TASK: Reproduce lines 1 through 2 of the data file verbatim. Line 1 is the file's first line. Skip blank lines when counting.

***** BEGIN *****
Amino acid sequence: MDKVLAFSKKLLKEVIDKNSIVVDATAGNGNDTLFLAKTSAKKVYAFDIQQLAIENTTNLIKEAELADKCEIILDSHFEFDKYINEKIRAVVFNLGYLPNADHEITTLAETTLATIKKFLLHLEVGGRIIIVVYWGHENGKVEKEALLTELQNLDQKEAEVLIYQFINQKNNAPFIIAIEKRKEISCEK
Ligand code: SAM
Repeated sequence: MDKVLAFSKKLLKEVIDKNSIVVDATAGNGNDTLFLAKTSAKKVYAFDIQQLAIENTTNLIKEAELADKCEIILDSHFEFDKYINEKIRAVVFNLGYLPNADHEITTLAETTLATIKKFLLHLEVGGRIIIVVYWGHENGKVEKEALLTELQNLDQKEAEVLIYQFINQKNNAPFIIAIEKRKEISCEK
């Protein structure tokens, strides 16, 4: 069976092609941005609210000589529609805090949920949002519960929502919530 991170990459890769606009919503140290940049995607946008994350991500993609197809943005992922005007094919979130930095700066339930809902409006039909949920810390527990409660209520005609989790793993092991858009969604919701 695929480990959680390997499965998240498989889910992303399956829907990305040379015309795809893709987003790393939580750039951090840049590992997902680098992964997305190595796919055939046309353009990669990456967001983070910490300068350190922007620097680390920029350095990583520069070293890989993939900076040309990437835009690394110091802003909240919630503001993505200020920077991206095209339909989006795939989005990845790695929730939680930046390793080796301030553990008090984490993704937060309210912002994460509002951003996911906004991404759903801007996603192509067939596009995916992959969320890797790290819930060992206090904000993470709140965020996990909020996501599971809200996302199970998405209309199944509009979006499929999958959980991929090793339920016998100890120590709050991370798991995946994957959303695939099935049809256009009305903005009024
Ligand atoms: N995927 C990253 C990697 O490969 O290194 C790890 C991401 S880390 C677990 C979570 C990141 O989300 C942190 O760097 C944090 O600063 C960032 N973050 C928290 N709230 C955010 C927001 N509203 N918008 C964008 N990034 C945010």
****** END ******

Amino acid sequence: MDKVLAFSKKLLKEVIDKNSIVVDATAGNGNDTLFLAKTSAKKVYAFDIQQLAIENTTNLIKEAELADKCEIILDSHFEFDKYINEKIRAVVFNLGYLPNADHEITTLAETTLATIKKFLLHLEVGGRIIIVVYWGHENGKVEKEALLTELQNLDQKEAEVLIYQFINQKNNAPFIIAIEKRKEISCEK
Ligand code: SAM